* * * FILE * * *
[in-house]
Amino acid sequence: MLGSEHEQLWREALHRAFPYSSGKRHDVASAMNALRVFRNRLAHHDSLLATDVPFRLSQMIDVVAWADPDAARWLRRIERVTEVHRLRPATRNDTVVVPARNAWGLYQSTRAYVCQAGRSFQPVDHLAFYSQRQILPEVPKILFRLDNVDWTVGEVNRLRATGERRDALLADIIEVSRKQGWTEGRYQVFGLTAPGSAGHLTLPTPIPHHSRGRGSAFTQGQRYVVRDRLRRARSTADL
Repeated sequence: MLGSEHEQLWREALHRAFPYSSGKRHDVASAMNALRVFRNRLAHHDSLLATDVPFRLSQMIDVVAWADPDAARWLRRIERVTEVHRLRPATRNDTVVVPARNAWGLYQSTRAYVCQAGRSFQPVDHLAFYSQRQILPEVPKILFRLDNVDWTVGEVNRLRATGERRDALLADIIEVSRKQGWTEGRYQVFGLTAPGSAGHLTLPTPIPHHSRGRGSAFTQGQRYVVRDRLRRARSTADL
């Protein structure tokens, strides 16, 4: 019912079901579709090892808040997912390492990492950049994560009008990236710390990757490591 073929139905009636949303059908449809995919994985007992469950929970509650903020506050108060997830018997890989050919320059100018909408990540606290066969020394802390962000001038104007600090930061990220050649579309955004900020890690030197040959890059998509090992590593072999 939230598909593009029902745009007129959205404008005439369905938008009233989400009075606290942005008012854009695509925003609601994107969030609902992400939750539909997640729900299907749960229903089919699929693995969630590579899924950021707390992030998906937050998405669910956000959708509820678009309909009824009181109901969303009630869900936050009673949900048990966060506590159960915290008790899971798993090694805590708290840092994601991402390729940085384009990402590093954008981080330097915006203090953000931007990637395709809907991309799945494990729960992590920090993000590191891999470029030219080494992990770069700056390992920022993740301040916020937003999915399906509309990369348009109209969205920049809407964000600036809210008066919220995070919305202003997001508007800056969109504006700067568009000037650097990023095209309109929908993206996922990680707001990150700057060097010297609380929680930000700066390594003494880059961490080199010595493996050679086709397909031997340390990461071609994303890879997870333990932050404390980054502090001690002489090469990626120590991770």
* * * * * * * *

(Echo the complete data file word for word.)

[in-house]
Amino acid sequence: MLGSEHEQLWREALHRAFPYSSGKRHDVASAMNALRVFRNRLAHHDSLLATDVPFRLSQMIDVVAWADPDAARWLRRIERVTEVHRLRPATRNDTVVVPARNAWGLYQSTRAYVCQAGRSFQPVDHLAFYSQRQILPEVPKILFRLDNVDWTVGEVNRLRATGERRDALLADIIEVSRKQGWTEGRYQVFGLTAPGSAGHLTLPTPIPHHSRGRGSAFTQGQRYVVRDRLRRARSTADL
Repeated sequence: MLGSEHEQLWREALHRAFPYSSGKRHDVASAMNALRVFRNRLAHHDSLLATDVPFRLSQMIDVVAWADPDAARWLRRIERVTEVHRLRPATRNDTVVVPARNAWGLYQSTRAYVCQAGRSFQPVDHLAFYSQRQILPEVPKILFRLDNVDWTVGEVNRLRATGERRDALLADIIEVSRKQGWTEGRYQVFGLTAPGSAGHLTLPTPIPHHSRGRGSAFTQGQRYVVRDRLRRARSTADL
């Protein structure tokens, strides 16, 4: 019912079901579709090892808040997912390492990492950049994560009008990236710390990757490591 073929139905009636949303059908449809995919994985007992469950929970509650903020506050108060997830018997890989050919320059100018909408990540606290066969020394802390962000001038104007600090930061990220050649579309955004900020890690030197040959890059998509090992590593072999 939230598909593009029902745009007129959205404008005439369905938008009233989400009075606290942005008012854009695509925003609601994107969030609902992400939750539909997640729900299907749960229903089919699929693995969630590579899924950021707390992030998906937050998405669910956000959708509820678009309909009824009181109901969303009630869900936050009673949900048990966060506590159960915290008790899971798993090694805590708290840092994601991402390729940085384009990402590093954008981080330097915006203090953000931007990637395709809907991309799945494990729960992590920090993000590191891999470029030219080494992990770069700056390992920022993740301040916020937003999915399906509309990369348009109209969205920049809407964000600036809210008066919220995070919305202003997001508007800056969109504006700067568009000037650097990023095209309109929908993206996922990680707001990150700057060097010297609380929680930000700066390594003494880059961490080199010595493996050679086709397909031997340390990461071609994303890879997870333990932050404390980054502090001690002489090469990626120590991770």